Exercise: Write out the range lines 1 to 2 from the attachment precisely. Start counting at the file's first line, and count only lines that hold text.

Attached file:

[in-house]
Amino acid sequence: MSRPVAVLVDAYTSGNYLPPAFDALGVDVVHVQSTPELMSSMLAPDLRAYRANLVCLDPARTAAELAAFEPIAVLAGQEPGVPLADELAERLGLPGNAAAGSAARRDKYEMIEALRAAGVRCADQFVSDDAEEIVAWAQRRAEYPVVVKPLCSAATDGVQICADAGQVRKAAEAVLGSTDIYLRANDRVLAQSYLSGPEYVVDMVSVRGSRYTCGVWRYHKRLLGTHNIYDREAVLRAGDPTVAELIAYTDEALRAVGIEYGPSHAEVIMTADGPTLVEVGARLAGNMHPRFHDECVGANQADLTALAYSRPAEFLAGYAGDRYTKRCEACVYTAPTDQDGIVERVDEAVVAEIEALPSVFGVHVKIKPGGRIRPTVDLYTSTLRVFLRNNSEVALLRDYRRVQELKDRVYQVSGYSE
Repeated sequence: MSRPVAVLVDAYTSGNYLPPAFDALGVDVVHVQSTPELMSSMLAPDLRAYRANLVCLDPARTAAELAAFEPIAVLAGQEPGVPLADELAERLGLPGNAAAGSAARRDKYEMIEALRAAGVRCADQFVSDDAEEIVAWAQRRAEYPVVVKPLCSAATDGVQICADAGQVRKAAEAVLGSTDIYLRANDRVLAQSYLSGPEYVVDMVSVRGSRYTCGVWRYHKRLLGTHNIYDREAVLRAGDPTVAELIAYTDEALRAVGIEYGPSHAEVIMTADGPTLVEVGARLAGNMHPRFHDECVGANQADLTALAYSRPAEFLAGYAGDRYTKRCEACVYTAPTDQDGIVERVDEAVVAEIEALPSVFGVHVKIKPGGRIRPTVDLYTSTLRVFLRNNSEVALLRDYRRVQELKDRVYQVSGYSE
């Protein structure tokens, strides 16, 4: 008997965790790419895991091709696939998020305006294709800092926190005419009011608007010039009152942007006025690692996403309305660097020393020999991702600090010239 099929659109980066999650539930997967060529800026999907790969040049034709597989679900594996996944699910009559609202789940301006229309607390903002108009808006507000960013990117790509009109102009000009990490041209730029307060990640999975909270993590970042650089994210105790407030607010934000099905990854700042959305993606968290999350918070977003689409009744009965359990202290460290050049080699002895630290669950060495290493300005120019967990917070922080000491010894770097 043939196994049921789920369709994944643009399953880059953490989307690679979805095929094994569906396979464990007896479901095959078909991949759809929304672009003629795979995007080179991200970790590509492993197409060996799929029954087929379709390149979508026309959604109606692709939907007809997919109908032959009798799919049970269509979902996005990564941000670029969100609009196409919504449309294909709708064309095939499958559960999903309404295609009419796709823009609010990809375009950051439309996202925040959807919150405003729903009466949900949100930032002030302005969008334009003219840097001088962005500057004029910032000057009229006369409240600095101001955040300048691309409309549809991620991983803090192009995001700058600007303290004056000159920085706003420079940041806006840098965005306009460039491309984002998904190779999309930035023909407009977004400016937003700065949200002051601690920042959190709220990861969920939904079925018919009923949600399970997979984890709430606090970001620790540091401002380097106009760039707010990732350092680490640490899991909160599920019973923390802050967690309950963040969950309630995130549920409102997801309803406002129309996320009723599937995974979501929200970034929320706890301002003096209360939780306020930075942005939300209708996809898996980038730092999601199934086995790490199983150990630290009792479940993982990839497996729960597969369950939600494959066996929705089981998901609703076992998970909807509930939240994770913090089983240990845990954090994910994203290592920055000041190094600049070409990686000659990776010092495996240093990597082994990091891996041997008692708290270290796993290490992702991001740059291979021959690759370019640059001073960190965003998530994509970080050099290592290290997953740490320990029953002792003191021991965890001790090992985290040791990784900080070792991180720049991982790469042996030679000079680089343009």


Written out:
[in-house]
Amino acid sequence: MSRPVAVLVDAYTSGNYLPPAFDALGVDVVHVQSTPELMSSMLAPDLRAYRANLVCLDPARTAAELAAFEPIAVLAGQEPGVPLADELAERLGLPGNAAAGSAARRDKYEMIEALRAAGVRCADQFVSDDAEEIVAWAQRRAEYPVVVKPLCSAATDGVQICADAGQVRKAAEAVLGSTDIYLRANDRVLAQSYLSGPEYVVDMVSVRGSRYTCGVWRYHKRLLGTHNIYDREAVLRAGDPTVAELIAYTDEALRAVGIEYGPSHAEVIMTADGPTLVEVGARLAGNMHPRFHDECVGANQADLTALAYSRPAEFLAGYAGDRYTKRCEACVYTAPTDQDGIVERVDEAVVAEIEALPSVFGVHVKIKPGGRIRPTVDLYTSTLRVFLRNNSEVALLRDYRRVQELKDRVYQVSGYSE